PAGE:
The usual questions apply!:

  1. Is the paper easy to understand?
  2. Are the methods used suitable and correct?
  3. Is the data well presented and analysed?
  4. Does the paper achieve what the authors set out to do?
  5. What further work can be carried out?



Objective: To assess the vaginal microbiome throughout full-term uncomplicated pregnancy.

Methods: Vaginal swabs were obtained from twelve pregnant women at 8-week intervals throughout their uncomplicated
pregnancies. Patients with symptoms of vaginal infection or with recent antibiotic use were excluded. Swabs were obtained
from the posterior fornix and cervix at 8–12, 17–21, 27–31, and 36–38 weeks of gestation. The microbial community was
profiled using hypervariable tag sequencing of the V3–V5 region of the 16S rRNA gene, producing approximately 8 million
reads on the Illumina MiSeq.

Results: Samples were dominated by a single genus, Lactobacillus, and exhibited low species diversity. For a majority of the
patients (n = 8), the vaginal microbiome was dominated by Lactobacillus crispatus throughout pregnancy. Two patients
showed Lactobacillus iners dominance during the course of pregnancy, and two showed a shift between the first and
second trimester from L. crispatus to L. iners dominance. In all of the samples only these two species were identified, and
were found at an abundance of higher than 1% in this study. Comparative analyses also showed that the vaginal
microbiome during pregnancy is characterized by a marked dominance of Lactobacillus species in both Caucasian and
African-American subjects. In addition, our Caucasian subject population clustered by trimester and progressed towards a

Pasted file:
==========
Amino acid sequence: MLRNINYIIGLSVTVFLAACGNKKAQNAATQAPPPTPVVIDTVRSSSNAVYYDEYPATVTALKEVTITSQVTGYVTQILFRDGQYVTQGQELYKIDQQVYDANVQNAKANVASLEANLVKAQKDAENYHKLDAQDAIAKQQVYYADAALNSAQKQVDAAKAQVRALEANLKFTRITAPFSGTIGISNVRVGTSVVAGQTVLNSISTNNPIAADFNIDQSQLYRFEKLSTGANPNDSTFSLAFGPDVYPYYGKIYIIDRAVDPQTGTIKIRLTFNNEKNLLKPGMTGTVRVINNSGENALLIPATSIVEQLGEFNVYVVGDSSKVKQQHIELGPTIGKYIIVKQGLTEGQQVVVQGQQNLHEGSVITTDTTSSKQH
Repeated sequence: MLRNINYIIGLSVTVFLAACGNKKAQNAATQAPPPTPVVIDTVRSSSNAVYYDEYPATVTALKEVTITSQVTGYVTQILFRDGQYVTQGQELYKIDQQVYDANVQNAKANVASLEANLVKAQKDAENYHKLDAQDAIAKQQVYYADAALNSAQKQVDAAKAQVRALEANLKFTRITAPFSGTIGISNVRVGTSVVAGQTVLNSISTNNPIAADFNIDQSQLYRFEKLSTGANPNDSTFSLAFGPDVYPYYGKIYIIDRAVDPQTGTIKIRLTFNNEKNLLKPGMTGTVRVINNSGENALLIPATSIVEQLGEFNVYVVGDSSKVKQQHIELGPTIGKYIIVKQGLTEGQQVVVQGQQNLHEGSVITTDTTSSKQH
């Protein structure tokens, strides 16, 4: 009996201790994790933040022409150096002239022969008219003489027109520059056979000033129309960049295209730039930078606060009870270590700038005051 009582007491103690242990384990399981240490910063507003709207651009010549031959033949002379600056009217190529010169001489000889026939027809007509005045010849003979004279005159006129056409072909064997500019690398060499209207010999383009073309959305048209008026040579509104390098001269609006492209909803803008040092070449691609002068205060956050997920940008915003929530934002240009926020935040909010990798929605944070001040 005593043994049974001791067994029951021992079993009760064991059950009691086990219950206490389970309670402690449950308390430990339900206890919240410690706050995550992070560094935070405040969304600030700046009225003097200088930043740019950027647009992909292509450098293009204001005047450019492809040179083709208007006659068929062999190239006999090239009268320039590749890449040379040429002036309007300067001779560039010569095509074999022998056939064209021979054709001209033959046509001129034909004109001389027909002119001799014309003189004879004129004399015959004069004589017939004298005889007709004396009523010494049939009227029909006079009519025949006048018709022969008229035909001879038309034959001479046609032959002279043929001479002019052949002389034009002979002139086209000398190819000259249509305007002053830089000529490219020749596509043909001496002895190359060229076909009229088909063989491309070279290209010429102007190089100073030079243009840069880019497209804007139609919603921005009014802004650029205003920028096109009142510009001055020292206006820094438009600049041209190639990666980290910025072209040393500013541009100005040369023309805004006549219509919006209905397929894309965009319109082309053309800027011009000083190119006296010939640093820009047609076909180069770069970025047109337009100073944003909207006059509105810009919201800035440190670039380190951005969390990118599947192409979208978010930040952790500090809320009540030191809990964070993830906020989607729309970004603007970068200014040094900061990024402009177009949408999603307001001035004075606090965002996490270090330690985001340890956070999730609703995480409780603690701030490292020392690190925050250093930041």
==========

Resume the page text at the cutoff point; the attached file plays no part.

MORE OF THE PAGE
common attractor while African-American women clustered by subject instead and did not progress towards a common

Conclusion: Our analyses indicate normal pregnancy is characterized by a microbiome that has low diversity and high
stability. While Lactobacillus species strongly dominate the vaginal environment during pregnancy across the two studied
ethnicities, observed differences between the longitudinal dynamics of the analyzed populations may contribute to
divergent risk for pregnancy complications. This helps establish a baseline for investigating the role of the microbiome in
complications of pregnancy such as preterm labor and preterm delivery

Hi again everyone, @Stewart_Barker here with #microtwjc 37.

This week’s paper can be accessed here:

In 2011 Scientists believed they had finally found the largest virus in existence, Megavirus chilensis ( This relative behemoth stands at 1.259 megabases, encoding 1120 proteins. For comparison, one of the smallest known bacteria Hodgkinia cicadicola (a symbiont of Cicadas) has a genome of only 144 kb (read the PLOS paper here: Viruses of this size were an unprecedented find – one that many thought would never be topped.